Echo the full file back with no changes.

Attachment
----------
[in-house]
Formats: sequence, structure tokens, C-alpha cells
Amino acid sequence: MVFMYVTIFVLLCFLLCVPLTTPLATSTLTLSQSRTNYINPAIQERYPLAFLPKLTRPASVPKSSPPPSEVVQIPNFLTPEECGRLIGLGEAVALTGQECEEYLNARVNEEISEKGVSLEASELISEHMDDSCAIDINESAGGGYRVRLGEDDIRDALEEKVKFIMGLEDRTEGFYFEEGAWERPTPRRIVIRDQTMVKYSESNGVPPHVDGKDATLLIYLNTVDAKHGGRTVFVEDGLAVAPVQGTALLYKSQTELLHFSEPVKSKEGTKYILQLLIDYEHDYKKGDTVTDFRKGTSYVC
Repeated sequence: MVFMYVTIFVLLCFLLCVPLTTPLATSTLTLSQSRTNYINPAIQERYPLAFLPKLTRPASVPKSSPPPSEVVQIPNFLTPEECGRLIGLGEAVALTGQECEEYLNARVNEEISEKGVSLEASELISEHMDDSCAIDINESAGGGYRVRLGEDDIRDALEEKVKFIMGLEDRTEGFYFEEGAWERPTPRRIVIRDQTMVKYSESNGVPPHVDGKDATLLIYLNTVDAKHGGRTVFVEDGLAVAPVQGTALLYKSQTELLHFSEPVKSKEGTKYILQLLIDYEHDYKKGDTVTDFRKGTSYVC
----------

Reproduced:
[in-house]
Formats: sequence, structure tokens, C-alpha cells
Amino acid sequence: MVFMYVTIFVLLCFLLCVPLTTPLATSTLTLSQSRTNYINPAIQERYPLAFLPKLTRPASVPKSSPPPSEVVQIPNFLTPEECGRLIGLGEAVALTGQECEEYLNARVNEEISEKGVSLEASELISEHMDDSCAIDINESAGGGYRVRLGEDDIRDALEEKVKFIMGLEDRTEGFYFEEGAWERPTPRRIVIRDQTMVKYSESNGVPPHVDGKDATLLIYLNTVDAKHGGRTVFVEDGLAVAPVQGTALLYKSQTELLHFSEPVKSKEGTKYILQLLIDYEHDYKKGDTVTDFRKGTSYVC
Repeated sequence: MVFMYVTIFVLLCFLLCVPLTTPLATSTLTLSQSRTNYINPAIQERYPLAFLPKLTRPASVPKSSPPPSEVVQIPNFLTPEECGRLIGLGEAVALTGQECEEYLNARVNEEISEKGVSLEASELISEHMDDSCAIDINESAGGGYRVRLGEDDIRDALEEKVKFIMGLEDRTEGFYFEEGAWERPTPRRIVIRDQTMVKYSESNGVPPHVDGKDATLLIYLNTVDAKHGGRTVFVEDGLAVAPVQGTALLYKSQTELLHFSEPVKSKEGTKYILQLLIDYEHDYKKGDTVTDFRKGTSYVC